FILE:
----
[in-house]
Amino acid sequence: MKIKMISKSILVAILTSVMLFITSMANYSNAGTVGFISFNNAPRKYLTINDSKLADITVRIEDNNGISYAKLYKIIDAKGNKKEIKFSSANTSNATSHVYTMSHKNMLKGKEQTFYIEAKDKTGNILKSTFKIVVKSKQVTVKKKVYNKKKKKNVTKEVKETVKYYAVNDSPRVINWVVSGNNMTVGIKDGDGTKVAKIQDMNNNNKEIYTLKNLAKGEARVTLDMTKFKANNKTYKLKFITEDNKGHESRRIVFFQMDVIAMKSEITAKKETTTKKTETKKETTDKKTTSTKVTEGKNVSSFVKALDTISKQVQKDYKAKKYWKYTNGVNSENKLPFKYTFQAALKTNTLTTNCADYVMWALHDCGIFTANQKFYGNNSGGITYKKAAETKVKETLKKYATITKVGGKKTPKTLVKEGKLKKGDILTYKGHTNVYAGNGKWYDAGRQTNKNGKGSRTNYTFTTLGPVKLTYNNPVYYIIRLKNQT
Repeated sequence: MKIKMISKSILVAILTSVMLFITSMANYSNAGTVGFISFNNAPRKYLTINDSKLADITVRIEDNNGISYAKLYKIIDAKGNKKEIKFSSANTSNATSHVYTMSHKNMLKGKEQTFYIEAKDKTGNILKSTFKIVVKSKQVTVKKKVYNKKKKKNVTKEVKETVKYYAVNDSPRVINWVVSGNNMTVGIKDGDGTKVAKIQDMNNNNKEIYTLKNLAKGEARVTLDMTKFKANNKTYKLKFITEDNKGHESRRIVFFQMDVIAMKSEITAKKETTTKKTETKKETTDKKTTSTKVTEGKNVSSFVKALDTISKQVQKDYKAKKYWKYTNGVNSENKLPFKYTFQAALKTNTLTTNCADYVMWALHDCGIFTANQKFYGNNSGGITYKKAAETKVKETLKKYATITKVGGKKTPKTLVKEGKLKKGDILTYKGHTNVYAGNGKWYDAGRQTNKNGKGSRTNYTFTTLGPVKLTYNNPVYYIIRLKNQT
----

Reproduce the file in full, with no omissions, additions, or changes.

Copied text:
[in-house]
Amino acid sequence: MKIKMISKSILVAILTSVMLFITSMANYSNAGTVGFISFNNAPRKYLTINDSKLADITVRIEDNNGISYAKLYKIIDAKGNKKEIKFSSANTSNATSHVYTMSHKNMLKGKEQTFYIEAKDKTGNILKSTFKIVVKSKQVTVKKKVYNKKKKKNVTKEVKETVKYYAVNDSPRVINWVVSGNNMTVGIKDGDGTKVAKIQDMNNNNKEIYTLKNLAKGEARVTLDMTKFKANNKTYKLKFITEDNKGHESRRIVFFQMDVIAMKSEITAKKETTTKKTETKKETTDKKTTSTKVTEGKNVSSFVKALDTISKQVQKDYKAKKYWKYTNGVNSENKLPFKYTFQAALKTNTLTTNCADYVMWALHDCGIFTANQKFYGNNSGGITYKKAAETKVKETLKKYATITKVGGKKTPKTLVKEGKLKKGDILTYKGHTNVYAGNGKWYDAGRQTNKNGKGSRTNYTFTTLGPVKLTYNNPVYYIIRLKNQT
Repeated sequence: MKIKMISKSILVAILTSVMLFITSMANYSNAGTVGFISFNNAPRKYLTINDSKLADITVRIEDNNGISYAKLYKIIDAKGNKKEIKFSSANTSNATSHVYTMSHKNMLKGKEQTFYIEAKDKTGNILKSTFKIVVKSKQVTVKKKVYNKKKKKNVTKEVKETVKYYAVNDSPRVINWVVSGNNMTVGIKDGDGTKVAKIQDMNNNNKEIYTLKNLAKGEARVTLDMTKFKANNKTYKLKFITEDNKGHESRRIVFFQMDVIAMKSEITAKKETTTKKTETKKETTDKKTTSTKVTEGKNVSSFVKALDTISKQVQKDYKAKKYWKYTNGVNSENKLPFKYTFQAALKTNTLTTNCADYVMWALHDCGIFTANQKFYGNNSGGITYKKAAETKVKETLKKYATITKVGGKKTPKTLVKEGKLKKGDILTYKGHTNVYAGNGKWYDAGRQTNKNGKGSRTNYTFTTLGPVKLTYNNPVYYIIRLKNQT